I could save everyone the trouble of reading the rest of the review and let you know that Victory Point’s Hundred Days 20 is a good game. But does that really tell you anything? After all, BoardGameGeek’s library includes nearly 300 Napoleonic games that have at least 25 reviews. Half of those have a rating of at least 7 and a good chunk of that includes games that recreate Napoleon’s crushing defeat at Waterloo in some way. It’s not enough to say that Hundred Days 20 is a good game but rather deciding if it stands out in a sea of worthy Napoleonic titles.

For those unfamiliar with Victory Point Games’ series, Hundred Days 20 is the latest in a long line of Napoleonic 20 games. The 20 represents the maximum number of counters used in each battle. The series busts the myth that war games must be month long affairs played in spaces the size of aircraft hangars. These games are meant to be set up and played quickly while still offering a good challenge. In this edition, the battles of Tolentino and the slightly more recognizable Waterloo are included. The Waterloo scenario is the third edition of the battle.

Hundred Days 20 is certainly eye-catching from the start. Both battles have beautifully rendered maps, but the most impressive thing is how they have a small footprint on the table yet have larger sized hexes so the counters never feel cluttered together. This may seem inconsequential considering the a battle consists of few counters, but it’s a nice feature, especially when several units start clashing together. The counters themselves are uncluttered and colorful. Each contains only two numbers representing attack and movement. Special units, such as guards or elites, have color coded numbers for easy identification. Included with the counters is one of the more unique accessories I’ve come across in a war game, a napkin. Brand new counters will wear off some soot from production, especially the black colored Prussians, so the napkin was a nice touch. Incidentally, though the soot came off on my fingers, it never stained the counters themselves. The final included items include a small deck of random event cards, a die, a set of markers, and the rulebooks.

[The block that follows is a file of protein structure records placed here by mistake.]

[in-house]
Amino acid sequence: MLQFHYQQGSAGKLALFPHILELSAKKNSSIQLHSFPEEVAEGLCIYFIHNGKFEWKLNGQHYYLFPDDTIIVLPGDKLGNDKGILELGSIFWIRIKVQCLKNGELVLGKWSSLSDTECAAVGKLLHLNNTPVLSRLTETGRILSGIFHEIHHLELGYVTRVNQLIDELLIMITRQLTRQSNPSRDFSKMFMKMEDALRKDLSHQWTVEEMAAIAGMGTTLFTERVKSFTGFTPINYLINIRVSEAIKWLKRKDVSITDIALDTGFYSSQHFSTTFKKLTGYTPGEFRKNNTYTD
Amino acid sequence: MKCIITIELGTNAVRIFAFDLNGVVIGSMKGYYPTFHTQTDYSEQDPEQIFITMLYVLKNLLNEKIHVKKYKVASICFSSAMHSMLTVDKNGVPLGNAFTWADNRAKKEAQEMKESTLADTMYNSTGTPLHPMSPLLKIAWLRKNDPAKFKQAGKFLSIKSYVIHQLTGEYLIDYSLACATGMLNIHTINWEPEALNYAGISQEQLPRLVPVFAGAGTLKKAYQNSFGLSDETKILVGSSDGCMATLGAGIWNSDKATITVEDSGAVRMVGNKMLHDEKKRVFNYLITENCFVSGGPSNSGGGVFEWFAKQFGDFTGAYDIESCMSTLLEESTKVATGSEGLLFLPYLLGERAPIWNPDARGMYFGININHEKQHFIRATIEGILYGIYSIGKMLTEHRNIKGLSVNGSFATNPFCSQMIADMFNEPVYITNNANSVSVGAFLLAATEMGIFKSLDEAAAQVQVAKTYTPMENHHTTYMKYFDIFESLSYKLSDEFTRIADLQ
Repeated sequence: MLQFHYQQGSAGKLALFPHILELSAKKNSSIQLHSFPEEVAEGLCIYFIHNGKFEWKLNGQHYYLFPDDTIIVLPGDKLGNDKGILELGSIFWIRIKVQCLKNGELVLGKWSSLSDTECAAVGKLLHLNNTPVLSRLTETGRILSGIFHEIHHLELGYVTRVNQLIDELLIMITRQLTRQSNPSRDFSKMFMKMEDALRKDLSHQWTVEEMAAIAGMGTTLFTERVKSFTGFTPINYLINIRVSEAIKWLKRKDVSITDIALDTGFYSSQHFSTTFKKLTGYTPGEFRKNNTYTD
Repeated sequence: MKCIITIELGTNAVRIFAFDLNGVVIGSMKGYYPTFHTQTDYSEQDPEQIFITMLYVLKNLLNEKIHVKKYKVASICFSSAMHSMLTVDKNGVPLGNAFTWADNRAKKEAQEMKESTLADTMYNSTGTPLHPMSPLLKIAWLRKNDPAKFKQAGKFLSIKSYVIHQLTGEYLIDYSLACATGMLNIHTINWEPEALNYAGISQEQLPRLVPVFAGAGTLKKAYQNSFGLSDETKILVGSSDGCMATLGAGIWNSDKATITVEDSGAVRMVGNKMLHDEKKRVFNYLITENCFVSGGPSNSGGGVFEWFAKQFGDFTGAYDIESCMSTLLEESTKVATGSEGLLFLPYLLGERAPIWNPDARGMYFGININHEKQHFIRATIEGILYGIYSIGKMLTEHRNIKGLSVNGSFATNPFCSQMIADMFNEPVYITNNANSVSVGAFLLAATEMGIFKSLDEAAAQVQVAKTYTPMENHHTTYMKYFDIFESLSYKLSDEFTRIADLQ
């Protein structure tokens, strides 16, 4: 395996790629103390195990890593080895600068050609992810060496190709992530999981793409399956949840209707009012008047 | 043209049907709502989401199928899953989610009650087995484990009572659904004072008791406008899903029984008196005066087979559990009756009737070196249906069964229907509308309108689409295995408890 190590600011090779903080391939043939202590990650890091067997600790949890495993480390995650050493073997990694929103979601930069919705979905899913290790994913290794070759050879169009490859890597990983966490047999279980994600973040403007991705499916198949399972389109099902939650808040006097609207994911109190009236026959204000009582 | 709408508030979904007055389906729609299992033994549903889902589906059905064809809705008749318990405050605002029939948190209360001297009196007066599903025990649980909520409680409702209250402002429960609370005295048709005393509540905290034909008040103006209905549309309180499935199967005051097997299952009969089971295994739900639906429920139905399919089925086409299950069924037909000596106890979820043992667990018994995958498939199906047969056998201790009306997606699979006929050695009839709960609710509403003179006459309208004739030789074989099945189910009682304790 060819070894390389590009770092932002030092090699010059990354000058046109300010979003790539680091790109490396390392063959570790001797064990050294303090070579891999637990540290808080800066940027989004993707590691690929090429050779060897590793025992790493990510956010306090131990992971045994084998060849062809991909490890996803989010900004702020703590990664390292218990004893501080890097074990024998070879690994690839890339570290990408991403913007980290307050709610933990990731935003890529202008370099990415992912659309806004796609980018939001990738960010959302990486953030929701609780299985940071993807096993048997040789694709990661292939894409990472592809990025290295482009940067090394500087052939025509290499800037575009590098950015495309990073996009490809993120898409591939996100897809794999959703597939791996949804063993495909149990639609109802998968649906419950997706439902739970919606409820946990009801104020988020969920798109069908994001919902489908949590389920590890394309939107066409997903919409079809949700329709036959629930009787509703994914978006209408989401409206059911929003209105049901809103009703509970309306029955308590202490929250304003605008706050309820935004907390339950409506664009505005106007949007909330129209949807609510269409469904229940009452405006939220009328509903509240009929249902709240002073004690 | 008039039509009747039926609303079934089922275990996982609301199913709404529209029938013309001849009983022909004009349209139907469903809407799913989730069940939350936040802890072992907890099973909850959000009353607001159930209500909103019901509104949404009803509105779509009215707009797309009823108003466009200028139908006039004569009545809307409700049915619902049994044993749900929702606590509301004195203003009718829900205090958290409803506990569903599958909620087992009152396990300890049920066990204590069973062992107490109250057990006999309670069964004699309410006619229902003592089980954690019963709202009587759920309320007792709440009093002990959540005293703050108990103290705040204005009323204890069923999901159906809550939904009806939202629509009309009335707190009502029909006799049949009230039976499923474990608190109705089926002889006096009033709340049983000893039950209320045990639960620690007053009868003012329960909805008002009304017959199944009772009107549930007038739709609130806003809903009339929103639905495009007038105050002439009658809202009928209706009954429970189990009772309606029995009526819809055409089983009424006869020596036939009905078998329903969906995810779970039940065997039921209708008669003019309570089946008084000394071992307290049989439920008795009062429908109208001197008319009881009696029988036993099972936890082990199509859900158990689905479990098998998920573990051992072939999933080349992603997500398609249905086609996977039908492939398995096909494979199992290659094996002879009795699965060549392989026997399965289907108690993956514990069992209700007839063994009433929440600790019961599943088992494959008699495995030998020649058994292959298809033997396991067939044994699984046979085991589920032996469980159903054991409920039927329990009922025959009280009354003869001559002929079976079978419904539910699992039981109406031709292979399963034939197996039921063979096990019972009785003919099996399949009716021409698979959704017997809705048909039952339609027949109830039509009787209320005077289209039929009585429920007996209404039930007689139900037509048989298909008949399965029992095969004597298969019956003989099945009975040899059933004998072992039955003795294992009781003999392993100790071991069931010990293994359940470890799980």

The Iron Duke is Napoleon's nemesis and equal in Hundred Days 20.

The Iron Duke is Napoleon’s nemesis and equal in Hundred Days 20.

Getting into the game is fairly painless. The standard rule book may be 25 pages, but it’s so full of examples and illustrations that it’s a quick read. Both included battles have their own special scenario rules which are just a few pages long. It didn’t take me long to set up the Waterloo scenario and have a good understanding of the rules.

The updated Waterloo scenario begins earlier than Victory Point’s previous versions. The July 15 start date allows players to recreate the battles of Ligny and Quatre-Bras that led to Waterloo. This adds considerable replay value since the entire campaign can be explored rather than a single conflict. Players can choose to replicate Napoleon’s actual movements or test some what-if tactics.

Terrain, such as the river near Ligny, can be used as an effective defense in the game.

Terrain, such as the river near Ligny, can be used as an effective defense in the game.